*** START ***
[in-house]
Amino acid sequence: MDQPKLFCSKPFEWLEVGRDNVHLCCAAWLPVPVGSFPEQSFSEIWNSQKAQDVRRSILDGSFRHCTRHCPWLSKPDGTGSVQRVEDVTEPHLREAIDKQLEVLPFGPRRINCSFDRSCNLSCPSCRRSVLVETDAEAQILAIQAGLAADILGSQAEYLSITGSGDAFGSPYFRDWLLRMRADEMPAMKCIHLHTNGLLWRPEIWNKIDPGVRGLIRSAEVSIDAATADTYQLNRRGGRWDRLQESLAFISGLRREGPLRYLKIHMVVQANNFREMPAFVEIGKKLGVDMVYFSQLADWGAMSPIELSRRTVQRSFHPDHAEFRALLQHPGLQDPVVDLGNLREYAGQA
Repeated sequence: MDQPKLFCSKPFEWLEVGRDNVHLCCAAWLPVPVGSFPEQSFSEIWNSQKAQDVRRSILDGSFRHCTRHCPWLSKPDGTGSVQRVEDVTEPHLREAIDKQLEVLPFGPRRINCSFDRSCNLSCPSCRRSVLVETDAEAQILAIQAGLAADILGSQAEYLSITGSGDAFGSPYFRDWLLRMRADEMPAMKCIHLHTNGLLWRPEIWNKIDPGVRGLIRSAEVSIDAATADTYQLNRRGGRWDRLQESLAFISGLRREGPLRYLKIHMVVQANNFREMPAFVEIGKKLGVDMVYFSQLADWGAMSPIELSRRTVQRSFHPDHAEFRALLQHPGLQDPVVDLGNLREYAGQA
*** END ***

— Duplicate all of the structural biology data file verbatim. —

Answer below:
[in-house]
Amino acid sequence: MDQPKLFCSKPFEWLEVGRDNVHLCCAAWLPVPVGSFPEQSFSEIWNSQKAQDVRRSILDGSFRHCTRHCPWLSKPDGTGSVQRVEDVTEPHLREAIDKQLEVLPFGPRRINCSFDRSCNLSCPSCRRSVLVETDAEAQILAIQAGLAADILGSQAEYLSITGSGDAFGSPYFRDWLLRMRADEMPAMKCIHLHTNGLLWRPEIWNKIDPGVRGLIRSAEVSIDAATADTYQLNRRGGRWDRLQESLAFISGLRREGPLRYLKIHMVVQANNFREMPAFVEIGKKLGVDMVYFSQLADWGAMSPIELSRRTVQRSFHPDHAEFRALLQHPGLQDPVVDLGNLREYAGQA
Repeated sequence: MDQPKLFCSKPFEWLEVGRDNVHLCCAAWLPVPVGSFPEQSFSEIWNSQKAQDVRRSILDGSFRHCTRHCPWLSKPDGTGSVQRVEDVTEPHLREAIDKQLEVLPFGPRRINCSFDRSCNLSCPSCRRSVLVETDAEAQILAIQAGLAADILGSQAEYLSITGSGDAFGSPYFRDWLLRMRADEMPAMKCIHLHTNGLLWRPEIWNKIDPGVRGLIRSAEVSIDAATADTYQLNRRGGRWDRLQESLAFISGLRREGPLRYLKIHMVVQANNFREMPAFVEIGKKLGVDMVYFSQLADWGAMSPIELSRRTVQRSFHPDHAEFRALLQHPGLQDPVVDLGNLREYAGQA